Introduction Training Florida Home Front Floridian Service Impact on Florida
Florida on the Eve of War
Pearl Harbor and its Impact
Military Training in Florida
Aviation
Land Warfare
Amphibious
WAAC Training at Daytona Beach
The German Submarine Threat
Civil Defense & Patrols
Rationing & Government Effort
Scrap, Gardens & Kids' Activities
War Bonds & Women's Roles
Homegrown Armor: The Alligator
National Guard & State Guard
United States Army
Navy & Marines
Coast Guard
Army Air Force
Women on Duty
African Americans
War Heroes
War's Impact on Florida
Citrus Goes to War
Industry and War Products
Tourism During the War Years
The War Ends
How WWII Changed the State

War's Impact on Florida: Shipbuilding, Defense Industry, and War Products
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World War II presented economic opportunities for Floridians who had suffered through the depression of the 1930s. Wages improved and jobs became plentiful due to the large number of men in service. Women, African Americans, and Hispanics moved into jobs previously dominated by white males. "Rosie the Riveter" became a symbol for the six million American women who entered the work place for the first time. Women worked in more traditional secretarial roles, as well as at jobs in shipyards, aircraft plants, and other heavy industries, proving they had the ability to perform well in many jobs previously reserved for men. Black Americans, meanwhile, worked for victory overseas against fascism as well as at home against racial prejudice.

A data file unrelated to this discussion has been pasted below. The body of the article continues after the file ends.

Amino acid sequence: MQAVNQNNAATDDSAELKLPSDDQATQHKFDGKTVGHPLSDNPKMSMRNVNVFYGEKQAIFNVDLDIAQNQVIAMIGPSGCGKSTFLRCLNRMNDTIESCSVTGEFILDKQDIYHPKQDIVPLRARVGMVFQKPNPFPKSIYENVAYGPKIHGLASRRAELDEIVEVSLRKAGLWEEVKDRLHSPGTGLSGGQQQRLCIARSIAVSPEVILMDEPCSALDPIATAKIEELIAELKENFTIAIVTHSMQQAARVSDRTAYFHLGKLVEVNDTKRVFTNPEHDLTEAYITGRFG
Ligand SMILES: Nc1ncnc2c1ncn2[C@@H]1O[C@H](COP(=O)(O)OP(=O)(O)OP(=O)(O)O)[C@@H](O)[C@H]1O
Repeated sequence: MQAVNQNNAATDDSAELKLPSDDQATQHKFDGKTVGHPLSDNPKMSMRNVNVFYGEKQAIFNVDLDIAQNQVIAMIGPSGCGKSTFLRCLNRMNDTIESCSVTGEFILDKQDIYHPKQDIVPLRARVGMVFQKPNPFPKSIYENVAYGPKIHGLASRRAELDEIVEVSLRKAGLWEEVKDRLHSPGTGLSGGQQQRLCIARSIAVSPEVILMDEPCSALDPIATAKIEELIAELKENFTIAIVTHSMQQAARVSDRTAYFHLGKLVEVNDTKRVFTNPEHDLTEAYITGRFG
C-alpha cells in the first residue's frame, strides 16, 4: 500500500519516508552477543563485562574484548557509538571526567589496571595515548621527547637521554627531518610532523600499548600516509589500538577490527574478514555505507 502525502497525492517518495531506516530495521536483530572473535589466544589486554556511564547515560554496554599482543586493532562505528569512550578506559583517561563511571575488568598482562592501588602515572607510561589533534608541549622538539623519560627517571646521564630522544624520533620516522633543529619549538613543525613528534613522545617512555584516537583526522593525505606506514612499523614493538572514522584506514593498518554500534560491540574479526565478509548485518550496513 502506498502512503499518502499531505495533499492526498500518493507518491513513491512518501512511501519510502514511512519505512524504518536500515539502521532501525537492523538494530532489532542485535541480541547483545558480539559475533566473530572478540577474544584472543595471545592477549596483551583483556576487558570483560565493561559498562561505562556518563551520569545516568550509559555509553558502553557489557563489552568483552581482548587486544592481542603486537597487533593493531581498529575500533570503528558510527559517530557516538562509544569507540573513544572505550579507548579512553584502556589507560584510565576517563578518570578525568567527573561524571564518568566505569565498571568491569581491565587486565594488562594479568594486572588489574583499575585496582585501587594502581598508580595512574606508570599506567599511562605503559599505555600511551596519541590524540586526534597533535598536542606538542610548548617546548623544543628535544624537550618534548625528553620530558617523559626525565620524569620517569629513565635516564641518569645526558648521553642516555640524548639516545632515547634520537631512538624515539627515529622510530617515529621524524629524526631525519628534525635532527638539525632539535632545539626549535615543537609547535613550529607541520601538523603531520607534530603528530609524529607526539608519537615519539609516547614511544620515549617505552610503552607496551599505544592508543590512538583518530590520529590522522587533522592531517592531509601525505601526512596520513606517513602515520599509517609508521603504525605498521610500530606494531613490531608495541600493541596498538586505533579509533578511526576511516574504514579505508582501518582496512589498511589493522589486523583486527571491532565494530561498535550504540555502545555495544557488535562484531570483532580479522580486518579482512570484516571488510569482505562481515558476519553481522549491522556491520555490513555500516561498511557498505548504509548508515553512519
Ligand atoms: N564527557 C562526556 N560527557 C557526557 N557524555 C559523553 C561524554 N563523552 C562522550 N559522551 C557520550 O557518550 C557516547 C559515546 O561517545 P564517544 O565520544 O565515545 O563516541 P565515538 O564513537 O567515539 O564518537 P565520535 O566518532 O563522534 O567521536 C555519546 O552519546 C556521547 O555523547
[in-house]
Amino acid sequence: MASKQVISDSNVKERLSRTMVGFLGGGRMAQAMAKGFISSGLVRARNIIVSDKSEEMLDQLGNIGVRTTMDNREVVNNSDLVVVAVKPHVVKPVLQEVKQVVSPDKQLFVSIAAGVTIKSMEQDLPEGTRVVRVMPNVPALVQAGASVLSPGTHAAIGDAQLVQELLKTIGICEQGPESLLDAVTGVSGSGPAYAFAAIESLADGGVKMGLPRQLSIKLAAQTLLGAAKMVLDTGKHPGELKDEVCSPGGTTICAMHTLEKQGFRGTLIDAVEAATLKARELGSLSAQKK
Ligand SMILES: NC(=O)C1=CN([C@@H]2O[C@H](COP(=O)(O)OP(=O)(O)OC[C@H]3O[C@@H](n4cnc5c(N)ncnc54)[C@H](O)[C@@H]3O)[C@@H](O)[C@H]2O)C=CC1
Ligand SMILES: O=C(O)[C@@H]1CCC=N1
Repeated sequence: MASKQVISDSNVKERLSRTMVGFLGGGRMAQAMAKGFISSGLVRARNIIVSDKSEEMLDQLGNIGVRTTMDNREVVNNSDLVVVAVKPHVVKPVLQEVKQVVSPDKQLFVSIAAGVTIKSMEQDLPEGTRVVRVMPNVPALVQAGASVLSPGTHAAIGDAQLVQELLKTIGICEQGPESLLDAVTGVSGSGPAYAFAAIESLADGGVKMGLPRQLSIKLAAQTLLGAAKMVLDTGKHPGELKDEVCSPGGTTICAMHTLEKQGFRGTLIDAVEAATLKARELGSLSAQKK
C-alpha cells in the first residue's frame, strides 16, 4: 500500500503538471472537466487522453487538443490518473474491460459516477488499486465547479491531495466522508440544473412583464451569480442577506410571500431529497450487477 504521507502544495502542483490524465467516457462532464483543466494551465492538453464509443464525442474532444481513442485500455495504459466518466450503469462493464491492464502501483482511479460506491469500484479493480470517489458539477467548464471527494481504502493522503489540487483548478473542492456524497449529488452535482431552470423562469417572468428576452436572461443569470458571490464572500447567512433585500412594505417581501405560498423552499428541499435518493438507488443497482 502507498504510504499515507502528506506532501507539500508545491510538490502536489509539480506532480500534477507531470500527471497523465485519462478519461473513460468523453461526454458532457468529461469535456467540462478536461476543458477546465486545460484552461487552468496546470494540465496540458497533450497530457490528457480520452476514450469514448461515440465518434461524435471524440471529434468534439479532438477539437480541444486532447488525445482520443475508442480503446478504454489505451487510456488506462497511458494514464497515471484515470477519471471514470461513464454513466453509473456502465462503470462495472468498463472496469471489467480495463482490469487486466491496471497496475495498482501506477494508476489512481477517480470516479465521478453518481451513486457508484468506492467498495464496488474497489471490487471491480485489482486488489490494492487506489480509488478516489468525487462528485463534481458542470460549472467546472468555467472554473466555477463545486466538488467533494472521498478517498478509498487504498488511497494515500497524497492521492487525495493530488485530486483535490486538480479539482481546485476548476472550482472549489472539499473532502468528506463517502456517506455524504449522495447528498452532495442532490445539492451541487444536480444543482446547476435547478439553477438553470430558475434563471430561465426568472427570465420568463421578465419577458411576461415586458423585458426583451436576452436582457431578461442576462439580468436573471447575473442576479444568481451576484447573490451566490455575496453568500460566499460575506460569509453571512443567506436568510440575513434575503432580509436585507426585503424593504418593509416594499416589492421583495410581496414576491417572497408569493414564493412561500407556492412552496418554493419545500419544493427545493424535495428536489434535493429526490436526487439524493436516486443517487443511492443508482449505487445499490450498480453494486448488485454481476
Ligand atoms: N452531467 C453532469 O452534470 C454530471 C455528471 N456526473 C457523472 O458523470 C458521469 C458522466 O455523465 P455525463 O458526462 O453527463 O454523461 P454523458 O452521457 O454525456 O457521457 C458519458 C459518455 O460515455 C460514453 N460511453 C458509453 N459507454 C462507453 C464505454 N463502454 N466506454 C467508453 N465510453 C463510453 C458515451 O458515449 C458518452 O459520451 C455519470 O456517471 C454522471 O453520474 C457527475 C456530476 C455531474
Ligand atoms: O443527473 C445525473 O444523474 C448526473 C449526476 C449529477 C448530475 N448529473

Florida's industrial output grew during the war, particularly in the area of shipbuilding, and manufacture of war-related equipment and supplies. Liberty ships, patrol torpedo boats, aircraft rescue boats, minesweepers, landing craft, assault boats, and other vessels were built within the state.

Florida shipyards included the Tampa Shipbuilding and Engineering Company (later known as TASCO), the Hooker's Point Shipyard in Tampa, the Wainwright Shipyard in Panama City, the St. Johns River Shipyard Company, the Miami Shipbuilding Corporation, the Pensacola Shipyard and Engineering Company, a shipbuilding company in Orlando, and other smaller firms. "Alligator" amphibious vehicles also were designed and produced at Dunedin.

In addition to shipbuilding and other wartime industries such as armament production, the first commercial oil field in Florida, the Sunniland Field in Collier County, began operations in 1943.

Florida Remembers WWII
Workers and sailors gather at a Tampa shipyard, July 7, 1944 -- (Florida State Archives)
 Workers and sailors gather at a Tampa shipyard, July 7, 1944
(Florida State Archives)
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